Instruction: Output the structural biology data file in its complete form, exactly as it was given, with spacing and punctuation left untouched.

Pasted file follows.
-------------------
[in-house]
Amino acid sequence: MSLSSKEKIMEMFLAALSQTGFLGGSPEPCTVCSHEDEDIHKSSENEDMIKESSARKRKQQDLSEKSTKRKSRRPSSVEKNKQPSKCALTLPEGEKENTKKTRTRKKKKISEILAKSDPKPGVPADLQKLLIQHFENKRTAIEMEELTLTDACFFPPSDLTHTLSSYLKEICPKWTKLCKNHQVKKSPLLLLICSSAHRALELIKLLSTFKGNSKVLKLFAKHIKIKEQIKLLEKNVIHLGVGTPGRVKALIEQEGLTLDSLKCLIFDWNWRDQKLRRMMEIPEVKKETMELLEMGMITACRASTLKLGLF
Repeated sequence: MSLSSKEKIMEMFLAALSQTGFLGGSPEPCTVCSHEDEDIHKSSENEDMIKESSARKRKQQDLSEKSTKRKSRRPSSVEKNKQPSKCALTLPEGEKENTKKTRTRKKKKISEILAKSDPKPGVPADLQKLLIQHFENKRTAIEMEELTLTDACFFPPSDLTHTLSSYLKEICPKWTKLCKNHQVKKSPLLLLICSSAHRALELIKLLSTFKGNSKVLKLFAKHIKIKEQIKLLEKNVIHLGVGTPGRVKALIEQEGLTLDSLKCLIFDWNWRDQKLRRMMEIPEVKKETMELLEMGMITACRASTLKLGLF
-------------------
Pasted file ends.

[in-house]
Amino acid sequence: MSLSSKEKIMEMFLAALSQTGFLGGSPEPCTVCSHEDEDIHKSSENEDMIKESSARKRKQQDLSEKSTKRKSRRPSSVEKNKQPSKCALTLPEGEKENTKKTRTRKKKKISEILAKSDPKPGVPADLQKLLIQHFENKRTAIEMEELTLTDACFFPPSDLTHTLSSYLKEICPKWTKLCKNHQVKKSPLLLLICSSAHRALELIKLLSTFKGNSKVLKLFAKHIKIKEQIKLLEKNVIHLGVGTPGRVKALIEQEGLTLDSLKCLIFDWNWRDQKLRRMMEIPEVKKETMELLEMGMITACRASTLKLGLF
Repeated sequence: MSLSSKEKIMEMFLAALSQTGFLGGSPEPCTVCSHEDEDIHKSSENEDMIKESSARKRKQQDLSEKSTKRKSRRPSSVEKNKQPSKCALTLPEGEKENTKKTRTRKKKKISEILAKSDPKPGVPADLQKLLIQHFENKRTAIEMEELTLTDACFFPPSDLTHTLSSYLKEICPKWTKLCKNHQVKKSPLLLLICSSAHRALELIKLLSTFKGNSKVLKLFAKHIKIKEQIKLLEKNVIHLGVGTPGRVKALIEQEGLTLDSLKCLIFDWNWRDQKLRRMMEIPEVKKETMELLEMGMITACRASTLKLGLF